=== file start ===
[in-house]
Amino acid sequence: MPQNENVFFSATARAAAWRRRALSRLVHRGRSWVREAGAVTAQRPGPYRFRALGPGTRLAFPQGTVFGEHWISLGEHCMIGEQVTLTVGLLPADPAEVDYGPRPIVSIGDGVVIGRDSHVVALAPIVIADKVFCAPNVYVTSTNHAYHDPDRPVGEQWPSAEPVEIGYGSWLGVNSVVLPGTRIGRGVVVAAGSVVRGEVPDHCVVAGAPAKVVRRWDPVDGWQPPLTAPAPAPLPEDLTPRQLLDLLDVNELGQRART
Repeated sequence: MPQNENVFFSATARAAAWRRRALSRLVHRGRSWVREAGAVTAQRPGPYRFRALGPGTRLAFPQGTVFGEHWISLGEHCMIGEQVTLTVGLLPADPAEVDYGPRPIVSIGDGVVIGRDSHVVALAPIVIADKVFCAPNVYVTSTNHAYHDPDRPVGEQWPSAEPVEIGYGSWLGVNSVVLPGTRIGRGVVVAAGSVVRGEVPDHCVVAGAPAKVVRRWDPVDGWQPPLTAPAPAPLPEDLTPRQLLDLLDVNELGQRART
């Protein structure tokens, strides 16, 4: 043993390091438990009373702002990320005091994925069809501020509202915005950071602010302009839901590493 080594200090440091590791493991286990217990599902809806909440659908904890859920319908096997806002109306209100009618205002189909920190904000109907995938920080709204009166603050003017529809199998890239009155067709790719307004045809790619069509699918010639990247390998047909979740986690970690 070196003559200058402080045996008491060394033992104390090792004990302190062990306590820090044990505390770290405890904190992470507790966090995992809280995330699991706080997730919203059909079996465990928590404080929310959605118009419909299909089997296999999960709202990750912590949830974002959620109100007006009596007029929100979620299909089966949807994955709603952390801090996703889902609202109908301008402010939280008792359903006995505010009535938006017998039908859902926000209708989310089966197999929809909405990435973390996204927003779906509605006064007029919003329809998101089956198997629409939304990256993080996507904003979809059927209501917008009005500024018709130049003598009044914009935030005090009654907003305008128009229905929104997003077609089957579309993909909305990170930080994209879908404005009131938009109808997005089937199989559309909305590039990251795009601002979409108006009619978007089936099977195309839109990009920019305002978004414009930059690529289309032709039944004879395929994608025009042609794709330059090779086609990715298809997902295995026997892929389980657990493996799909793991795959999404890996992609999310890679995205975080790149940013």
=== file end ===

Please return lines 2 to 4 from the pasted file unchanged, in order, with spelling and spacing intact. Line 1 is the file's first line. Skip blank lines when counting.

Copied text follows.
Amino acid sequence: MPQNENVFFSATARAAAWRRRALSRLVHRGRSWVREAGAVTAQRPGPYRFRALGPGTRLAFPQGTVFGEHWISLGEHCMIGEQVTLTVGLLPADPAEVDYGPRPIVSIGDGVVIGRDSHVVALAPIVIADKVFCAPNVYVTSTNHAYHDPDRPVGEQWPSAEPVEIGYGSWLGVNSVVLPGTRIGRGVVVAAGSVVRGEVPDHCVVAGAPAKVVRRWDPVDGWQPPLTAPAPAPLPEDLTPRQLLDLLDVNELGQRART
Repeated sequence: MPQNENVFFSATARAAAWRRRALSRLVHRGRSWVREAGAVTAQRPGPYRFRALGPGTRLAFPQGTVFGEHWISLGEHCMIGEQVTLTVGLLPADPAEVDYGPRPIVSIGDGVVIGRDSHVVALAPIVIADKVFCAPNVYVTSTNHAYHDPDRPVGEQWPSAEPVEIGYGSWLGVNSVVLPGTRIGRGVVVAAGSVVRGEVPDHCVVAGAPAKVVRRWDPVDGWQPPLTAPAPAPLPEDLTPRQLLDLLDVNELGQRART
């Protein structure tokens, strides 16, 4: 043993390091438990009373702002990320005091994925069809501020509202915005950071602010302009839901590493 080594200090440091590791493991286990217990599902809806909440659908904890859920319908096997806002109306209100009618205002189909920190904000109907995938920080709204009166603050003017529809199998890239009155067709790719307004045809790619069509699918010639990247390998047909979740986690970690 070196003559200058402080045996008491060394033992104390090792004990302190062990306590820090044990505390770290405890904190992470507790966090995992809280995330699991706080997730919203059909079996465990928590404080929310959605118009419909299909089997296999999960709202990750912590949830974002959620109100007006009596007029929100979620299909089966949807994955709603952390801090996703889902609202109908301008402010939280008792359903006995505010009535938006017998039908859902926000209708989310089966197999929809909405990435973390996204927003779906509605006064007029919003329809998101089956198997629409939304990256993080996507904003979809059927209501917008009005500024018709130049003598009044914009935030005090009654907003305008128009229905929104997003077609089957579309993909909305990170930080994209879908404005009131938009109808997005089937199989559309909305590039990251795009601002979409108006009619978007089936099977195309839109990009920019305002978004414009930059690529289309032709039944004879395929994608025009042609794709330059090779086609990715298809997902295995026997892929389980657990493996799909793991795959999404890996992609999310890679995205975080790149940013």